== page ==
Let’s all rejoice! The Treasury Department is finally beginning to unload the taxpayers’ stake in General Motors after a three and a half year stint of government involvement in the company. While the decision to get taxpayers out of the private sector is the correct one, the move is hardly a cure-all for what ails GM. And despite reports to the contrary, this does not bring closure to all groups that were involved in the unprecedented intrusion of government into the private sector that saw politically-powerful groups like the UAW receive favorable treatment over other classes.
Let’s start by reviewing the GM buyback deal that was just announced. Of the $50 billion or so of taxpayer money that went to GM, about $40 billion went towards the purchase of approximately 800 million shares of stock in “New” GM. That comes out to roughly $50 a share paid by taxpayers. GM … Read More ➡
A top Nissan official has said the company was “arrogant” in its marketing and sales approach for the all-electric Leaf, which received a $1.4 billion stimulus loan guarantee from President Obama’s Department of Energy.
Not that the company is going to return taxpayers their money, since the premise upon which Nissan received the loan were ridiculously high production estimates. Too much in expenses would have to be eaten otherwise.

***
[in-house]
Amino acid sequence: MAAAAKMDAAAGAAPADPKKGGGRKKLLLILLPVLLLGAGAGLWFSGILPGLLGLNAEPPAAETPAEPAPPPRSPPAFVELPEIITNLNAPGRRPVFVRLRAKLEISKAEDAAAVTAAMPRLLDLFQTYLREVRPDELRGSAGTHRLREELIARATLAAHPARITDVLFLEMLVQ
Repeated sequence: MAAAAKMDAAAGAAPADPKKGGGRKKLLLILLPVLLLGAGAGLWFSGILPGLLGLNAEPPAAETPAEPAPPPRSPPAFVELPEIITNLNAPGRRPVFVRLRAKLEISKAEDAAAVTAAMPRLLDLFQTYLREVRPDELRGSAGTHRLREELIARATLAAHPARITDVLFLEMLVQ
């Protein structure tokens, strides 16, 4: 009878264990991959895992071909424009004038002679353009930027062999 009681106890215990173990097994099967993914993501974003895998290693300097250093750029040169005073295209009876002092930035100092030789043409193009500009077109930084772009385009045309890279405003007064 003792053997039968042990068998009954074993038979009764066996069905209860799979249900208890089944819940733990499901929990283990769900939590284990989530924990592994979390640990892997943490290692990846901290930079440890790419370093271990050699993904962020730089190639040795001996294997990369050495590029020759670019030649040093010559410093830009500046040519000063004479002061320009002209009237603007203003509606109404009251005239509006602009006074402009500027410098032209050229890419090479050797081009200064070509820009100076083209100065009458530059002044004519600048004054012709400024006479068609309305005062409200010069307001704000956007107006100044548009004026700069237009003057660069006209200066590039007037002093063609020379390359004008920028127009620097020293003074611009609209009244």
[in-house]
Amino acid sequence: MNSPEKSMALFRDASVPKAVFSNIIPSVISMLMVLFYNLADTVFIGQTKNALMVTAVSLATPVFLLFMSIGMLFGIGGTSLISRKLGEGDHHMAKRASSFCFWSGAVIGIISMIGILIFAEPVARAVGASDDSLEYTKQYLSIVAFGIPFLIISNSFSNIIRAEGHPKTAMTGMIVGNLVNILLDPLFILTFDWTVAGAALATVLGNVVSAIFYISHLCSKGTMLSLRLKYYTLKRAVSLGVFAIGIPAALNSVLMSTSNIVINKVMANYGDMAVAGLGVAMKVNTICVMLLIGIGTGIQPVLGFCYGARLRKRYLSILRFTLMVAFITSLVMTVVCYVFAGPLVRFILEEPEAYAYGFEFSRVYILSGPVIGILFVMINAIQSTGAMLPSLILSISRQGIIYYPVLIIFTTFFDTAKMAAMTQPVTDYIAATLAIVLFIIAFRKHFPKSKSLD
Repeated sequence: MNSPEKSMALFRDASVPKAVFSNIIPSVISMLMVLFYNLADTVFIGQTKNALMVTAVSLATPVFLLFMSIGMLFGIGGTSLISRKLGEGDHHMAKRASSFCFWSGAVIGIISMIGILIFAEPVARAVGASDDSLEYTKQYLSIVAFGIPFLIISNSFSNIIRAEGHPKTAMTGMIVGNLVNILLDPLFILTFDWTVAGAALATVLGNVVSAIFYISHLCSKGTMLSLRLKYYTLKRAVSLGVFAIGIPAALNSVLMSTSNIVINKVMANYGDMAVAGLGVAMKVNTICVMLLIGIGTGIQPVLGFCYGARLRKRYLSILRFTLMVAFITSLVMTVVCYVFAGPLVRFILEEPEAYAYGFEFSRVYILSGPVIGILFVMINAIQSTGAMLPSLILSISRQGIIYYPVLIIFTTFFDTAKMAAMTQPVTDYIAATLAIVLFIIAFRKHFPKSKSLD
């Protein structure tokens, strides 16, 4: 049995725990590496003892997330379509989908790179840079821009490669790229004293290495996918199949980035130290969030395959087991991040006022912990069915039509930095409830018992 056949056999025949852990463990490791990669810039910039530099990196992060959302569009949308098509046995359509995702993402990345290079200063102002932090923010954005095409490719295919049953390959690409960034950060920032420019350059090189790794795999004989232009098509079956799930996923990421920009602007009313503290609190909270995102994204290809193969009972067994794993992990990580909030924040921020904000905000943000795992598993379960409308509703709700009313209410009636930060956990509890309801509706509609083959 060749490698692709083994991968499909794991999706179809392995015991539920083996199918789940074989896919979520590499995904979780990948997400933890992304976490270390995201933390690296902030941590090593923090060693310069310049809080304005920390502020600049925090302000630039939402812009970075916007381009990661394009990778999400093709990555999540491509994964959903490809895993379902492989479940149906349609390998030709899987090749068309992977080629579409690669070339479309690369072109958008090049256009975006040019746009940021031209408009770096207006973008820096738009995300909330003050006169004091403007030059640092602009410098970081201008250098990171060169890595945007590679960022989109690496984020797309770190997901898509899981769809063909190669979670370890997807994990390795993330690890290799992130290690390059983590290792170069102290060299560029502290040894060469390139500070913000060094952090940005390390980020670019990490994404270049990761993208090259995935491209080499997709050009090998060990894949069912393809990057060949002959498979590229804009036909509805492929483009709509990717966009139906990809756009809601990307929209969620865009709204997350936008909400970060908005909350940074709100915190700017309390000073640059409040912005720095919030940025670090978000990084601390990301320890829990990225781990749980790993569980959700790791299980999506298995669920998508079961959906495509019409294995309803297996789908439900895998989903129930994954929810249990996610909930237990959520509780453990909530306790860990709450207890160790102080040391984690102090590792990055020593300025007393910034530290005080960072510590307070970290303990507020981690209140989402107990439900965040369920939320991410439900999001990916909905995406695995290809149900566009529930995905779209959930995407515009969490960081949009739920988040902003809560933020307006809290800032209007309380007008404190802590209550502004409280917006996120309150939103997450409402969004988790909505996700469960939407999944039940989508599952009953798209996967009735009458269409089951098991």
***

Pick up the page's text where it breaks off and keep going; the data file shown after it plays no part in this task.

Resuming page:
“We were a little bit arrogant as a manufacturer when we went to the 50-state rollout,” said Al Castignetti, Nissan’s vice president for sales, to Automotive News in late November. “We had assumed that there were people just waiting for the vehicle who would raise their hand and say, ‘Give me a Leaf, give me a Leaf, give me a Leaf.’”
Considering there weren’t many people “raising their hands” in the few states where Nissan did roll out the … Read More ➡
But that didn’t prevent the recipient of $193 million out of President Obama’s green stimulus from laying off another 40 workers. According to the Orange County Register, Fisker spokesman Roger Ormisher said the company – which had been awarded a $529 million loan guarantee by the Department of Energy only to see it halted due to unspecified shortcomings – had to halt production because its bankrupt supplier, A123 Systems, left them with a low battery inventory. Ormisher said Fisker has laid off about half its employees since February.
On Wednesday, I took part in a press conference with leaders of other ethics groups to show support for the Office of Congressional Ethics (OCE), which should not be confused with the House Ethics Committee.
OCE was established in 2008 and is slightly more independent that the Ethics Committee because its board is comprised of former members of Congress and private citizens, rather than sitting members. OCE cannot sanction members but can only make referrals to the Ethics Committee.
Its role and importance were demonstrated in the Charles Rangel case. NLPC President Peter Flaherty tagged along on a Caribbean junket in November 2008 to sunny St. Maarten. He snapped photos and made audio recordings evidencing that the event was underwritten by big corporations like Citigroup, in violation of House Rules. OCE took up the case, produced a detailed report based on Flaherty’s materials, and referred it to the Ethics Committee … Read More ➡